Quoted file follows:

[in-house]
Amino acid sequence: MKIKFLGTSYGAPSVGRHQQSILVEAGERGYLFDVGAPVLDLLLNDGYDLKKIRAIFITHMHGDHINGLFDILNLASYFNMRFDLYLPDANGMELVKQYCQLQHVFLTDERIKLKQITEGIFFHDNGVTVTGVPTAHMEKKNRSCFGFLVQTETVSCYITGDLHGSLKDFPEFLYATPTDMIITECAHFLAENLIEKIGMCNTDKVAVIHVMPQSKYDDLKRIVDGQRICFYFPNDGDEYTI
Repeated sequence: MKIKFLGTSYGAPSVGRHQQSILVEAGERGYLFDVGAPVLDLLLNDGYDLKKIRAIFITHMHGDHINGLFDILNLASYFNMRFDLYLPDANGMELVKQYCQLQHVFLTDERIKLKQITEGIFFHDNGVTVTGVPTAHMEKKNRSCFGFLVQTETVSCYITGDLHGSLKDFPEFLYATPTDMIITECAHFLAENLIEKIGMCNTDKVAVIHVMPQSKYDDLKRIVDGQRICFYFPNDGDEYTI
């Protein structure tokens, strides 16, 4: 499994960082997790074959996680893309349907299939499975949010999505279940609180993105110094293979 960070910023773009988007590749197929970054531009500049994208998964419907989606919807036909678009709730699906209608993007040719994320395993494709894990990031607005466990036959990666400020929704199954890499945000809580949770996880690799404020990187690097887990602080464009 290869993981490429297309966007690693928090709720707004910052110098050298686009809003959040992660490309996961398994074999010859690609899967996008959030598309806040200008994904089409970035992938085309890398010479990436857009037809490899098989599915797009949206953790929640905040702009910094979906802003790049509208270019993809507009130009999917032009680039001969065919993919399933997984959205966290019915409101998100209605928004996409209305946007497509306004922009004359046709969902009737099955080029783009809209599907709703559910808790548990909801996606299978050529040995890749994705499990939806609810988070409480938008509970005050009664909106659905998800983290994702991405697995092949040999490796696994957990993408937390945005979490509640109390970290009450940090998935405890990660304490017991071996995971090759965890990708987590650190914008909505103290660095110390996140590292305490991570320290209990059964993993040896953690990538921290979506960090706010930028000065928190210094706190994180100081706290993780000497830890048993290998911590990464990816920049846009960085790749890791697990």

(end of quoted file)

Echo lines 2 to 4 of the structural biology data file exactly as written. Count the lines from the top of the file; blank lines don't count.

Amino acid sequence: MKIKFLGTSYGAPSVGRHQQSILVEAGERGYLFDVGAPVLDLLLNDGYDLKKIRAIFITHMHGDHINGLFDILNLASYFNMRFDLYLPDANGMELVKQYCQLQHVFLTDERIKLKQITEGIFFHDNGVTVTGVPTAHMEKKNRSCFGFLVQTETVSCYITGDLHGSLKDFPEFLYATPTDMIITECAHFLAENLIEKIGMCNTDKVAVIHVMPQSKYDDLKRIVDGQRICFYFPNDGDEYTI
Repeated sequence: MKIKFLGTSYGAPSVGRHQQSILVEAGERGYLFDVGAPVLDLLLNDGYDLKKIRAIFITHMHGDHINGLFDILNLASYFNMRFDLYLPDANGMELVKQYCQLQHVFLTDERIKLKQITEGIFFHDNGVTVTGVPTAHMEKKNRSCFGFLVQTETVSCYITGDLHGSLKDFPEFLYATPTDMIITECAHFLAENLIEKIGMCNTDKVAVIHVMPQSKYDDLKRIVDGQRICFYFPNDGDEYTI
């Protein structure tokens, strides 16, 4: 499994960082997790074959996680893309349907299939499975949010999505279940609180993105110094293979 960070910023773009988007590749197929970054531009500049994208998964419907989606919807036909678009709730699906209608993007040719994320395993494709894990990031607005466990036959990666400020929704199954890499945000809580949770996880690799404020990187690097887990602080464009 290869993981490429297309966007690693928090709720707004910052110098050298686009809003959040992660490309996961398994074999010859690609899967996008959030598309806040200008994904089409970035992938085309890398010479990436857009037809490899098989599915797009949206953790929640905040702009910094979906802003790049509208270019993809507009130009999917032009680039001969065919993919399933997984959205966290019915409101998100209605928004996409209305946007497509306004922009004359046709969902009737099955080029783009809209599907709703559910808790548990909801996606299978050529040995890749994705499990939806609810988070409480938008509970005050009664909106659905998800983290994702991405697995092949040999490796696994957990993408937390945005979490509640109390970290009450940090998935405890990660304490017991071996995971090759965890990708987590650190914008909505103290660095110390996140590292305490991570320290209990059964993993040896953690990538921290979506960090706010930028000065928190210094706190994180100081706290993780000497830890048993290998911590990464990816920049846009960085790749890791697990």